Google Dominates Search Discussions Despite 1.6% Market Share Loss to Yahoo

Discussions of search engine optimization (SEO) almost always center on Google, and for good reason; the search giant has about 65% of the desktop search market in the U.S. cornered.

Jan. 20 brought some surprising news, however, when ComScore released its U.S. desktop search share report for December 2014. Yahoo! apparently nabbed 1.6% of Google’s share in a single month between November and December. This is likely due to a deal that made Yahoo! the default search engine for Mozilla Firefox users.

While the figure is small, it’s unusual for the shares to vary by even 0.1 or 0.2 percentage points per month, several experts have noted.

This may be a sign that SEO experts need to start casting their nets more widely. “While 1.6% isn’t massive, it might just be the beginning,” Emil Protalinski commented for VentureBeat.

Eyes on Google
Of course, even according to the latest data, Google is still by far the most-used search engine, with 65.4% of total searches on desktops. Bing follows next, with 19.7%. Yahoo! carries 11.8%, while Ask and AOL cover the remainder.

SEO and web development experts are making the case, however, that small businesses are benefiting from Google’s philosophy and the influence it experts over the market.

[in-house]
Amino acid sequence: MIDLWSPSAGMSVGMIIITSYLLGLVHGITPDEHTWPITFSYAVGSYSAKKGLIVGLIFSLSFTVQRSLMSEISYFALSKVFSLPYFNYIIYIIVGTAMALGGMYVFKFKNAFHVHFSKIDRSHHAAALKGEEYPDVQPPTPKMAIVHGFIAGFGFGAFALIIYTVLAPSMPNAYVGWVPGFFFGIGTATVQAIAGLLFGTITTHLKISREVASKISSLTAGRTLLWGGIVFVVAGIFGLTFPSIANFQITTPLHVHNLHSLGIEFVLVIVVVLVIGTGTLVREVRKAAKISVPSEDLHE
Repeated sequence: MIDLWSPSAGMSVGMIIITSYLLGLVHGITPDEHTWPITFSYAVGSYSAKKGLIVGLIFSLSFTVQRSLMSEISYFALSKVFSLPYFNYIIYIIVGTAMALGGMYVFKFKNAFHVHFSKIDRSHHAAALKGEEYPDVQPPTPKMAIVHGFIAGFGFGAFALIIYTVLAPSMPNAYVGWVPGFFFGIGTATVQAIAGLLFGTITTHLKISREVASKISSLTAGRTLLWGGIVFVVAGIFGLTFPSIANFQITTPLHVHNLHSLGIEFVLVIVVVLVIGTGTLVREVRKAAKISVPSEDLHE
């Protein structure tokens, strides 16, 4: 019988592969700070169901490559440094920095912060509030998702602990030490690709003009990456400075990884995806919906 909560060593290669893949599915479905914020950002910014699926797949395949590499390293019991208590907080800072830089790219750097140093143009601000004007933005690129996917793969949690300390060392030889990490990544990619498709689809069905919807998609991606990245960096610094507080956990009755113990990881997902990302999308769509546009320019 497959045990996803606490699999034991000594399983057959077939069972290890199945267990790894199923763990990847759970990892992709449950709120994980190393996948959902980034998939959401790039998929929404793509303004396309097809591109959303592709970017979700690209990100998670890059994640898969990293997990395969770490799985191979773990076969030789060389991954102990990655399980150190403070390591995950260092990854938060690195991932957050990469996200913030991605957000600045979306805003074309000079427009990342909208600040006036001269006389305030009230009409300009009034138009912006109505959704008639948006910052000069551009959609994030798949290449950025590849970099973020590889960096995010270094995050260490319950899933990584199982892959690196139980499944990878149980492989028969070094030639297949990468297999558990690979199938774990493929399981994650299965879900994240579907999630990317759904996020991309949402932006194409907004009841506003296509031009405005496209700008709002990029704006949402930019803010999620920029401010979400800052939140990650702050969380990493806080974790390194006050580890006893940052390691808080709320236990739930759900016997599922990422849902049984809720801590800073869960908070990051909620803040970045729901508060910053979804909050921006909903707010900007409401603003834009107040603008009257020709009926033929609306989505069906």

Search engine optimization can already be an overwhelming or frustrating venture for small business owners who don’t understand the process but rely on search engine traffic for customers. When algorithm updates like those that came near the end of 2014 seem to change the rules of SEO, some businesses can see their traffic rapidly drop if they don’t keep up with the times.

But “even if you have occasionally faced setbacks, Google’s algorithm updates have been great for business owners — especially small business owners,” Jayson DeMers wrote for Forbes Jan. 15.

The Simplification of SEO
How, exactly, have updates benefited small businesses? Essentially, every update improves algorithms’ abilities to assess websites in ways similar to how a human might.

“[D]espite a sophisticated backing, the tenets behind Google’s search algorithm are simple, and simple strategies are sufficient to achieve positive results. Google’s goal is to give users the best possible online experience, which means giving them the most appropriate, relevant and valuable results,” DeMers explained in an article for Entrepreneur Jan. 19.

Because Google is attempting to provide relevant results to its searchers, it is making an effort to de-prioritize the types of SEO that can be easily manipulated with large budgets or sophisticated keyword analysis, leveling the playing field for small businesses that couldn’t have competed in the past.

The new factors that Google has chosen to prioritize are the same factors that make a website appealing and useful to users. That means creating a mobile-friendly, quick-loading site filled with interesting content is now both a form of direct marketing and an SEO strategy.

“Google’s intent is good,” says Andreas Huttenrauch, Chief Digital Strategist at Globi Web Solutions. “They want to make sure that the top listings deserve to be there and that the system can’t be gamed. The other search engines are also aligned with this philosophy although they may be a little behind in implementation.”

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